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Depression With Anxiety and Thoughts of Suicide in ICD-10

Depression can be a big problem in not only adults but in children and adolescents as well. This coding scenario involves assigning the appropriate codes for depression with anxiety and thoughts of suicide in ICD-10. 

teenager with major depression with anxiety and thoughts of suicide in ICD-10-CM

Name That Code

Question:  

A 16-year-old male, who has been seeing his physician for anxiety and depression for the past few years, has become highly depressed and refuses to get out of bed when he is not in school. His symptoms include crying, insomnia, decreased appetite and weight loss, decreased concentration, and suicidal thoughts with a plan. The patient has been hearing voices talking to him and states it is his mom’s voice, but she is not home when this occurs. He recently made several trips to the emergency room for panic and anxiety attacks and was treated for his symptoms. 

The patient is diagnosed with the following:

  • Recurrent, severe major depressive disorder with psychotic symptoms
  • Suicidal ideations
  • Panic disorder

How would you code for these conditions in ICD-10-CM?

Try to assign the correct codes for the scenario. Once you have done that, learn some facts about major depressive disorder, its diagnosis, and symptoms. Then review the steps for locating and verifying the correct codes for the three diagnoses in ICD-10-CM.


Facts About Major Depressive Disorder and its Diagnosis

Major depressive disorder (MDD) (depression) is a common medical condition that affects how a person acts, feels, and thinks. According to the American Psychiatric Association, MDD is a treatable condition that causes a person to feel sad and lose interest in activities once enjoyed.

In order to make a diagnosis of MDD, the following must be met:

  • The symptoms must occur during the same 2-week period that represents changes in functioning.
  • The symptoms must include significant problems at home, school, work, or in social situations.
  • At least one symptom must include a depressed mood or loss of interest.
  • The symptoms cannot be related to other medical conditions, mental disorders, or substance use.
  • There can be no history of mania or hypomania.

According to Healthline, hypomania and mania are mood disturbances that makes a person abnormally energized, both physicially and mentally. Hypomania is a milder form of mania. Both forms may occur in individuals who are bipolar, but they can also occur in other people.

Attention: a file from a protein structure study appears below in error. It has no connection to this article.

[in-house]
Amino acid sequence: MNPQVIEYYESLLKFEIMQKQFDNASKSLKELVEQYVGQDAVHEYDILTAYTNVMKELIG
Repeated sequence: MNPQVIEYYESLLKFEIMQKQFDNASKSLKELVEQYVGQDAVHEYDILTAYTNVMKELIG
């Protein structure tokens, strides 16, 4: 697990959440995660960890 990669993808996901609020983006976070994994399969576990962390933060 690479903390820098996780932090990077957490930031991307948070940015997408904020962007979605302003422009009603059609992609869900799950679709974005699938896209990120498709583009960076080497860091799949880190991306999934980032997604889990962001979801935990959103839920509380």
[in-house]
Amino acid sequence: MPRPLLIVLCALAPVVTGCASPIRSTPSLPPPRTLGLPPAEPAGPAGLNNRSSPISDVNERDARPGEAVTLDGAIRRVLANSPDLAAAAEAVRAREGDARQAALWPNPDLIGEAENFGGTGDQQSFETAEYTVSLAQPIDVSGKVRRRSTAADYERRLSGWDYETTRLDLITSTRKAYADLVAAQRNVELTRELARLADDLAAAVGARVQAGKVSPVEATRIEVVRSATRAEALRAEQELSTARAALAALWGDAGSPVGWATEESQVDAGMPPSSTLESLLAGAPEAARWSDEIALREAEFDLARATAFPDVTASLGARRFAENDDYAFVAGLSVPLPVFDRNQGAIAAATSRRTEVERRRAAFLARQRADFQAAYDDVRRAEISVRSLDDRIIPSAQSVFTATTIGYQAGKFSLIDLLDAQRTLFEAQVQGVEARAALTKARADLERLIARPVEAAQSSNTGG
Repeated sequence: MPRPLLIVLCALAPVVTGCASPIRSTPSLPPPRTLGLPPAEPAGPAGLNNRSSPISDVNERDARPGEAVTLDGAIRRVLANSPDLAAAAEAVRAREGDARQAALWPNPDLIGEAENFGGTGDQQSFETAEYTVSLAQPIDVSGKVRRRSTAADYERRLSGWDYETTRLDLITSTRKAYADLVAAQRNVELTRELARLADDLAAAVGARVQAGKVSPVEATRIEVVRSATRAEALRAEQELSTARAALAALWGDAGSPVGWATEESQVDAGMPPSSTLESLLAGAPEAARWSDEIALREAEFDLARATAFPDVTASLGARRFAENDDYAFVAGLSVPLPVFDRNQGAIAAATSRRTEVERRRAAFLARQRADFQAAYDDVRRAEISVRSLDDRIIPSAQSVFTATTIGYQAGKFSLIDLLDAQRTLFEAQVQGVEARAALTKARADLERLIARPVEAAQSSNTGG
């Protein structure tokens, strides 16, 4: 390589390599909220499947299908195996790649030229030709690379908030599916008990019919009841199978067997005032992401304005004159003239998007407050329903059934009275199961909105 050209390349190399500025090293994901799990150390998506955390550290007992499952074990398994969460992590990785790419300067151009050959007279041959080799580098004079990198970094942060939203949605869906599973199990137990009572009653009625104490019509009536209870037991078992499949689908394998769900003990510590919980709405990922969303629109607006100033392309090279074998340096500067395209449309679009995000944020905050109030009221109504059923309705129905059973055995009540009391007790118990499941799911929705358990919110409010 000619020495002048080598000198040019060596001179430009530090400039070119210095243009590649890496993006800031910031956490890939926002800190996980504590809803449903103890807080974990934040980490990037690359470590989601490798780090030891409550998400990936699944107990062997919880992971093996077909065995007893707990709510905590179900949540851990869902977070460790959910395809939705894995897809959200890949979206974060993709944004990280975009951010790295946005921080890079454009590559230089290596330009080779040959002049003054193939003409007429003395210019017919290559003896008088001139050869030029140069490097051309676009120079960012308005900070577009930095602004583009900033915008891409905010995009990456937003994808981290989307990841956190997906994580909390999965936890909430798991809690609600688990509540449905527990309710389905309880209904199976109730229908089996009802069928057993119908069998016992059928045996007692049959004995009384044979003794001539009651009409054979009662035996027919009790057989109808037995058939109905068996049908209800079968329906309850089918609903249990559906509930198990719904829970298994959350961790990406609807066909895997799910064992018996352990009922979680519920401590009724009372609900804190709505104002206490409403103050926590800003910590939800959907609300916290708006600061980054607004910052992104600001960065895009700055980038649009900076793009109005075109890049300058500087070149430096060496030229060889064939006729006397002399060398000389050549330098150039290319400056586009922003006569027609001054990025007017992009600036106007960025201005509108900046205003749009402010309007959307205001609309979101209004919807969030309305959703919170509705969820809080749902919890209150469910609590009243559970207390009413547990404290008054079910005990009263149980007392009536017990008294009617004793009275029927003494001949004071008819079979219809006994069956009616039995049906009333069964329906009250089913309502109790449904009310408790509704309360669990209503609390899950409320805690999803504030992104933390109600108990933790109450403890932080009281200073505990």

Symptoms of Major Depressive Disorder

Symptoms of MDD can vary from mild to severe and may include:

  • Feeling sad or having a depressed mood
  • Loss of interest or pleasure in activities once enjoyed
  • Changes in appetite — weight loss or gain unrelated to dieting
  • Trouble sleeping or sleeping too much
  • Loss of energy or increased fatigue
  • Increase in purposeless physical activity (e.g., inability to sit still, pacing, handwringing) or slowed movements or speech (these actions must be severe enough to be observable by others)
  • Feeling worthless or guilty
  • Difficulty thinking, concentrating or making decisions
  • Thoughts of death or suicide

Documentation

According to the documentaion for this coding scenario, the patient is “highly depressed,” has “suicidal thoughts with a plan,” and “panic and anxiety attacks.” The episodes are severe and recurrent rather than a single episode, and he is “hearing voices,” which is a psychotic feature.

Coding for Major Depressive Disorders in ICD-10-CM

In ICD-10-CM, major depressive disorders (MDDs) are broken down by the episode (single and recurrent).

Major depressive disorder, single episode, is further classified by severity (mild, moderate, and severe), psychotic features (without and with), and status of current episode (partial and full remission). There is also an unspecified single episode code.  

The individual codes include:

  • F32.0, Major depressive disorder, single episode, mild
  • F32.1, Major depressive disorder, single episode, moderate
  • F32.2, Major depressive disorder, single episode, severe without psychotic features
  • F32.3, Major depressive disorder, single episode, severe with psychotic features
  • F32.4, Major depressive disorder, single episode, in partial remission
  • F32.5, Major depressive disorder, single episode, in full remission
  • F32.9, Major depressive disorder, single episode, unspecified